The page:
When is a plastic wind-up toy robot worth more than $1 billion?
For scores of exhibitors at the Space Symposium in Colorado Springs this week, the answer is: when the right customer grabs that piece of swag from your booth.
More than 11,000 people gathering at The Broadmoor for the annual event have encountered tons of swag, including pens, calendars, toys, hats, T-shirts and candy.
“It’s like candy for Halloween,” said Air Force Space Command spokesman Mike Pierson as he oversaw his own stash of logo-covered bags and pens. “It’s what gets people to the door.”
Hundreds of businesses and government agencies bought booths at the symposium. So many signed up that there’s a massive tent outside to hold booths that wouldn’t fit in the resort’s cavernous events center.
“It’s the biggest show of the year,” said Suzanne Beggs, of Denver rocket-builder United Launch Alliance.
ULA set up an exhibit to show off its new low-cost, reusable Vulcan rocket. The Vulcan, which will compete with existing single-use rockets, got its name last week, and Beggs and her colleagues scrambled to assemble giveaways to promote it.
The big hit: Symposium-goers can get a picture of themselves with the new rocket, thanks to computer technology. The firm set up a portrait studio in its booth that puts people in front of an artist’s vision of a Vulcan launch.
“It’s been very popular,” Beggs said.
Colorado Springs aerospace software firm Braxton Technologies has a secret hoard of giveaways for a privileged few of the symposium crowd: Styrofoam sticks with flashing lights. The toys serve no useful purpose, but have proven to be wildly popular.
“It gets our name out there,” said Donna Lanzrath, Braxton’s business development coordinator.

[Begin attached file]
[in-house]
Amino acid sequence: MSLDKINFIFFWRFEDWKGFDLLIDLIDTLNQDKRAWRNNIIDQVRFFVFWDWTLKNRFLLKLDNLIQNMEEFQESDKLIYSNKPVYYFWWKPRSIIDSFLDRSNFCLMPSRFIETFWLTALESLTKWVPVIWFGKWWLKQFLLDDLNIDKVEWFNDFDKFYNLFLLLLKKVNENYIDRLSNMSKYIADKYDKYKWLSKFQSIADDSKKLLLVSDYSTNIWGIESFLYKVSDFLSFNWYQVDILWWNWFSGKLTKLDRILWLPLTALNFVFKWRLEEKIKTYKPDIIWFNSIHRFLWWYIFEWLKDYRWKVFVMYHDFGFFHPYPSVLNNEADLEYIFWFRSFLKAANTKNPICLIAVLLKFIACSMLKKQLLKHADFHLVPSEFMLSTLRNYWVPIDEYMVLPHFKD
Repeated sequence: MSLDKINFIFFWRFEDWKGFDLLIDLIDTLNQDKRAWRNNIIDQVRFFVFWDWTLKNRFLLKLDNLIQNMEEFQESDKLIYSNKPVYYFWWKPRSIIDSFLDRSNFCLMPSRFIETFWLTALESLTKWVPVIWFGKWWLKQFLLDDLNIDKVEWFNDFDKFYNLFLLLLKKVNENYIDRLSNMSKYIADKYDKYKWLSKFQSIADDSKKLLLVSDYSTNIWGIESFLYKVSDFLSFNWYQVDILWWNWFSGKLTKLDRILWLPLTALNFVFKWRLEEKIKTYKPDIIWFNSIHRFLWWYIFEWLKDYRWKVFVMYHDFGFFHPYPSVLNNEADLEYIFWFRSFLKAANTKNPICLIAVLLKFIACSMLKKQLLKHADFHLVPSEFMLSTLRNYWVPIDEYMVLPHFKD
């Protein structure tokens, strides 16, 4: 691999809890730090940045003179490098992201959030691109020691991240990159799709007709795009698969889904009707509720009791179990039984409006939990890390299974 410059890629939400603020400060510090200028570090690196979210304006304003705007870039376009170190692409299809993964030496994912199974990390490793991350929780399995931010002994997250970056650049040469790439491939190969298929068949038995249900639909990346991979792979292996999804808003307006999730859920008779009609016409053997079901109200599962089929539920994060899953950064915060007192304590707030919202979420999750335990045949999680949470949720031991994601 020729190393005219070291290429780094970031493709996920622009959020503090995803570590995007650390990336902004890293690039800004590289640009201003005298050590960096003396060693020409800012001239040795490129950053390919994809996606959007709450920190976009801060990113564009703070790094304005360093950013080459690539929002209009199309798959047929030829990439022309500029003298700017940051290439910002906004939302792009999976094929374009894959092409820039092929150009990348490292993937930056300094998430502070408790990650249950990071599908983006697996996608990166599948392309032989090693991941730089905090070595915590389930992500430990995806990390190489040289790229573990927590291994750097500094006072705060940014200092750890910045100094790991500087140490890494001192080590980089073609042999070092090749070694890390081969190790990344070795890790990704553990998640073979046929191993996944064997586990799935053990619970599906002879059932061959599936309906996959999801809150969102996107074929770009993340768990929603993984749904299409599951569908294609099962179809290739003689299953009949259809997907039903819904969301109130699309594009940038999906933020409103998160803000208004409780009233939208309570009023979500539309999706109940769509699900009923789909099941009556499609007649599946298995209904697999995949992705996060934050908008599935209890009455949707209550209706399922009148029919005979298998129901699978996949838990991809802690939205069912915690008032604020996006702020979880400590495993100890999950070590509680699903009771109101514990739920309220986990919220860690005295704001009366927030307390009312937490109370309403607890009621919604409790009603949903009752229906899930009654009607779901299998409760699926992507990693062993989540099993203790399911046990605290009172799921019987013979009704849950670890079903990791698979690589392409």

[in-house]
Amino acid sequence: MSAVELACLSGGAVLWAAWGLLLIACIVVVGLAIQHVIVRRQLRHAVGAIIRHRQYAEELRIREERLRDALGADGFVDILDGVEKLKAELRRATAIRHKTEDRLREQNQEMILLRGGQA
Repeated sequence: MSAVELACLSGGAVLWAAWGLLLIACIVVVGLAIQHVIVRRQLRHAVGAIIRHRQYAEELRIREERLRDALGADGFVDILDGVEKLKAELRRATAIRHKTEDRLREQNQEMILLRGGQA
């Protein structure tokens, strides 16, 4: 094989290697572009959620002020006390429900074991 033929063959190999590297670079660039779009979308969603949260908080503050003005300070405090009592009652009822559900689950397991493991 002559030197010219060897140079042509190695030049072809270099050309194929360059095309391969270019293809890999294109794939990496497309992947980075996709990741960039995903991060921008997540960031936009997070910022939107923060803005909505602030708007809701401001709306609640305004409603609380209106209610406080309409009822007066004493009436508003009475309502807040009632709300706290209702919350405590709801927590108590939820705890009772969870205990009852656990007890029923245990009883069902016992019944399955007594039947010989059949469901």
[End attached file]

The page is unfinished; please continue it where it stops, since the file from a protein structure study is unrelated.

Those not honored with the sticks got the traditional gift Coloradans present to low-landers: bottled water.
Broomfield satellite manufacturer Ball Aerospace also has a secret stash of high-level swag for distinguished visitors.
“I could tell you, but then I’d have to kill you,” joked Ball spokeswoman Roz Brown.
The Ball treasure was later revealed: salt and pepper shakers.
The gifts at the vendor booths were easily eclipsed Wednesday evening. The symposium’s hospitality night took over The Broadmoor as defense contractors and satellite firms threw parties to court business and celebrate all things space.
Many call it aerospace prom night.
But not every group at the symposium uses gifts and deep pockets to court cash customers.
The Colorado Springs Regional Business Alliance did the job with brochures and few candy bars.
“We’re frugal,” said Andy Merritt, who heads military programs for the alliance.
But candy bars may be enough when they come with a view of Pikes Peak.
“We are getting quite a bit of interest in Colorado Springs,” Merritt said.
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